This list of songs is inspired by lists published by radio station KEXP-FM from Seattle in 2010, as well as the latest poll taken in 2021 by Rolling Stone Magazine. For the most part I will faithfully countdown from their lists, starting at Song #500 and going until I reach Song #1. When you see the song title listed as something like: Song #XXX (KEXP)….it means that I am working off of the official KEXP list. Song XXX (RS) means the song is coming from the Rolling Stone list. If I post the song title as being: Song #xxx (KTOM), it means I have gone rogue and am inserting a song choice from my own personal list of tunes I really like. In any case, you are going to get to hear a great song and learn the story behind it. Finally, just so everyone is aware, I am not a music critic nor a musician. I am a music fan and an armchair storyteller. Here is the story behind today’s song. Enjoy.
KEXP: The Top 500 Songs in Modern Music History.
Song #414: Unfinished Sympathy by Massive Attack.
I greatly admire ingenuity and innovation. It is super easy to repeat successful formulas and produce pleasing results that will always be well-received because you know that what you are creating has already proven to be popular. But, for me, there is a difference between those who follow trends and those who create them. Today, we will take a pleasing look at a group that took an established genre of music (Hip Hop) and created something completely different out of it by using the same techniques (sampling, scratching) but, by approaching it in a completely different way. The group is known as Massive Attack. They are comprised of a group of DJs and sound engineer-types out of Bristol, England. The main group members were Tricky (who has a fine career as a solo artist), Grant “Daddy G” Marshall, Andrew “Mushroom” Vowles and Robert “3D” Del Naja. Here is a bit of trivia for you about Del Naja….there is a fairly strong rumour circulating in Art circles that Del Naja is actually the creative force behind guerrilla artist Banksy. If you know anything about Banksy and the clever, politically-sharp silhouette style art that he pops into place, here and there then, you might have a sense for the creativity that was brought to bear in music with his group, Massive Attack.
If you took the time to read my post about Afrika Bambaataa last week, you will already know that there was a strong movement in Hip Hop circles throughout the 1980s, to create music that was a hybrid of styles; funk, techno, rapping, etc. This created a genre of music that was very dance-oriented and energetic and fun. People like to dance and to party so, not surprisingly, this style of Hip Hop became popular. But, to the minds of those in Massive Attack, they looked at the foundational techniques used to create Hip Hop (music sampling, record scratching, etc.) and wondered what would happen if they turned the intent on its head? What if, instead of creating peppy, dance music and anthemic chants, they inverted the philosophy and created something that was cerebral and ethereal. In doing so, Massive Attack (along with Bristol compatriots like Portishead) invented a style of music that has become known as Trip-Hop. As with any new movement in musical circles, for a new movement to take root, a song/album must capture the attention of critics and fans alike. That album was Blue Lines released in 1991 and the song was “Unfinished Sympathy” by Massive Attack.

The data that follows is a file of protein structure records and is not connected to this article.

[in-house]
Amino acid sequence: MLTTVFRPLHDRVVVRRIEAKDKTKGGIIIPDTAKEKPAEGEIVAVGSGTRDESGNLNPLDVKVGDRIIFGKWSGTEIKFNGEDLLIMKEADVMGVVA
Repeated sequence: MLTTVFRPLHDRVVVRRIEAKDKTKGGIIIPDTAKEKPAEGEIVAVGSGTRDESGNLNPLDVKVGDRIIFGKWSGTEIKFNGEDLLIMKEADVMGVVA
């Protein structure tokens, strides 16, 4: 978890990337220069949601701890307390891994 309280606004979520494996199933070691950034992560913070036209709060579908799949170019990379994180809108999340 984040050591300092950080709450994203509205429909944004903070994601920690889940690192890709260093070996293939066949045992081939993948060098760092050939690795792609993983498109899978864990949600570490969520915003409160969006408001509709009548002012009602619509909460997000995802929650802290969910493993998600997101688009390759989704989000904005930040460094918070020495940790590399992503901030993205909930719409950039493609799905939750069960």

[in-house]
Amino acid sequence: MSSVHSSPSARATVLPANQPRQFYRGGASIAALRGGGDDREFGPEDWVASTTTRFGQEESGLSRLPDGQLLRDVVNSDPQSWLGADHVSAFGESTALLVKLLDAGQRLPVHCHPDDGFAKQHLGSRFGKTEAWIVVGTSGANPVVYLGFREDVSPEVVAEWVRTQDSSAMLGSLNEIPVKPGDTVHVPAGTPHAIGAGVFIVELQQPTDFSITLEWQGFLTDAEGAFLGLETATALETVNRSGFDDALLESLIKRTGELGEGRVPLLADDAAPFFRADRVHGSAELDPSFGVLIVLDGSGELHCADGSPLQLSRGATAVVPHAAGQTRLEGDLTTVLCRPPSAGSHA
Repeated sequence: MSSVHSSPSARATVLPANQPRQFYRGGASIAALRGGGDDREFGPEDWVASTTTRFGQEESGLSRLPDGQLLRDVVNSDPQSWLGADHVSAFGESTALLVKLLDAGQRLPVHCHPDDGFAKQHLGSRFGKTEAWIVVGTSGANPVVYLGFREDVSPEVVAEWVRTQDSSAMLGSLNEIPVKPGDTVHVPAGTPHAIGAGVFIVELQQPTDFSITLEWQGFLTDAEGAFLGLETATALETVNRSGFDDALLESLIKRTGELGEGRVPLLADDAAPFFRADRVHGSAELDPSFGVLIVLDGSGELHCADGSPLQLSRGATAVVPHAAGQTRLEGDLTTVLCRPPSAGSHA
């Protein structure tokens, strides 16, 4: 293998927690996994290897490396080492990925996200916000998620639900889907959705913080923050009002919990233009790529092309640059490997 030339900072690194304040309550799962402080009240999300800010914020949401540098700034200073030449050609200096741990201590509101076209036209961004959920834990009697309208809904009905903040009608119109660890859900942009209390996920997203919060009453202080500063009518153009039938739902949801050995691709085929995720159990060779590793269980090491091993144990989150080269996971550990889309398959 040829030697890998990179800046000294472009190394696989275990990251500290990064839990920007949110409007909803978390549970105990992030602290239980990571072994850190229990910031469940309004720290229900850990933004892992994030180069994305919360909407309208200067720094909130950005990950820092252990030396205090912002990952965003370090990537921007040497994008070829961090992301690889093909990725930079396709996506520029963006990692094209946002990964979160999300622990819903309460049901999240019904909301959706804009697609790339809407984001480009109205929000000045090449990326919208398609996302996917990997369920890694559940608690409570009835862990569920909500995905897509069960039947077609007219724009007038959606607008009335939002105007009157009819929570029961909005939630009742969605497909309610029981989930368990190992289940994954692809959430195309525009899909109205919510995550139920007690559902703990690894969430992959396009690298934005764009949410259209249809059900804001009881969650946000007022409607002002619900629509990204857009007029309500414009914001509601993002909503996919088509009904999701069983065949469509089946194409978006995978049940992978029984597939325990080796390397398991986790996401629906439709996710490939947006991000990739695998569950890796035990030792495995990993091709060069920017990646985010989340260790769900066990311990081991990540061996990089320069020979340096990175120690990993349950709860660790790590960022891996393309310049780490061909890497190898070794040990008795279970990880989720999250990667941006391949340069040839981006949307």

“Unfinished Sympathy” is a beautiful, soulful, highly orchestrated song about love and longing. It is about a relationship that began and was satisfying to the female singer, Shara Nelson but, which fell apart before it took firm root. The title for the song is a play on Schubert’s “Unfinished Symphony” which should give you a sense that this Massive Attack song is more in the classical genre than it is in the old-school Hip Hop genre.
The video for this song is noteworthy, too. It was shot in Los Angeles so as to capture a “golden sunshine” that can only be found there, apparently. But, what is special about the video is that it was one of the very first to ever be filmed in one, long continuous shot. In the video, Nelson walks through a section of downtown L.A., oblivious to the goings on around her (and, there are something distraction-worthy things happening as she walks and sings about her lost love!) The song is quite soulful and Nelson’s singing is beautiful. *This video was paid homage to in the song “Bittersweet Symphony” by The Verve, as well as noted in an earlier post, by folk-rockers Elliott Smith and again by Phoebe Bridgers, who all did that “walk-about L.A.”-thing because of this video by Massive Attack.
Anyway, I don’t want the term Trip-Hop to scare you away and keep you from checking out this song and video. This is chill music. The construction of the song is lush and layered and very thoughtfully done. If the brains behind Banksy are involved then, you can assume that it is special. And, it is. Enjoy the genre-defining genius of Massive Attack and their first big hit, “Unfinished Sympathy”.
A link to an article all about the artist known as Banksy can be found here.
Massive Attack has an excellent website that can be accessed by clicking on the link here.
Thanks to KEXP for supporting groups such as Massive Attack and good music, in general. A link to their vital website can be found here.
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